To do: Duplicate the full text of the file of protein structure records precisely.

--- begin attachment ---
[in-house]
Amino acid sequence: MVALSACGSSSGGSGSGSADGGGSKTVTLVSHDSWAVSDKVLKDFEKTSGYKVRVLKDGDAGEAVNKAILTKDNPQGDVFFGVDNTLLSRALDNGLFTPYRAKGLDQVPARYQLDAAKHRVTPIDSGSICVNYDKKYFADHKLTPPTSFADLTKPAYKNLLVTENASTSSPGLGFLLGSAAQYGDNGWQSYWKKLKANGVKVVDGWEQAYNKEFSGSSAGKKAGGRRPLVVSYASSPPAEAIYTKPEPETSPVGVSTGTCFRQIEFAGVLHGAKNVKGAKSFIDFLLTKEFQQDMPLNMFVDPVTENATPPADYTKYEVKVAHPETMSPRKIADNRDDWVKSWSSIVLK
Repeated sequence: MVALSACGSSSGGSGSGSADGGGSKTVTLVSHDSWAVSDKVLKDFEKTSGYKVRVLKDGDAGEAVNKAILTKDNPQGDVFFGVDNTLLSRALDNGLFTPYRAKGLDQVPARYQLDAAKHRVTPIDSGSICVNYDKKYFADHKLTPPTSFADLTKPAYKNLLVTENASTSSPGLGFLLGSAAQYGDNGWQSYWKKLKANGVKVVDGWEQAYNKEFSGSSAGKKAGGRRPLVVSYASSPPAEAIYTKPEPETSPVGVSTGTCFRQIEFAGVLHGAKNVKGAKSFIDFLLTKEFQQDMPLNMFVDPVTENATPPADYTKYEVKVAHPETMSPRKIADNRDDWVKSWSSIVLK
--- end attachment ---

[in-house]
Amino acid sequence: MVALSACGSSSGGSGSGSADGGGSKTVTLVSHDSWAVSDKVLKDFEKTSGYKVRVLKDGDAGEAVNKAILTKDNPQGDVFFGVDNTLLSRALDNGLFTPYRAKGLDQVPARYQLDAAKHRVTPIDSGSICVNYDKKYFADHKLTPPTSFADLTKPAYKNLLVTENASTSSPGLGFLLGSAAQYGDNGWQSYWKKLKANGVKVVDGWEQAYNKEFSGSSAGKKAGGRRPLVVSYASSPPAEAIYTKPEPETSPVGVSTGTCFRQIEFAGVLHGAKNVKGAKSFIDFLLTKEFQQDMPLNMFVDPVTENATPPADYTKYEVKVAHPETMSPRKIADNRDDWVKSWSSIVLK
Repeated sequence: MVALSACGSSSGGSGSGSADGGGSKTVTLVSHDSWAVSDKVLKDFEKTSGYKVRVLKDGDAGEAVNKAILTKDNPQGDVFFGVDNTLLSRALDNGLFTPYRAKGLDQVPARYQLDAAKHRVTPIDSGSICVNYDKKYFADHKLTPPTSFADLTKPAYKNLLVTENASTSSPGLGFLLGSAAQYGDNGWQSYWKKLKANGVKVVDGWEQAYNKEFSGSSAGKKAGGRRPLVVSYASSPPAEAIYTKPEPETSPVGVSTGTCFRQIEFAGVLHGAKNVKGAKSFIDFLLTKEFQQDMPLNMFVDPVTENATPPADYTKYEVKVAHPETMSPRKIADNRDDWVKSWSSIVLK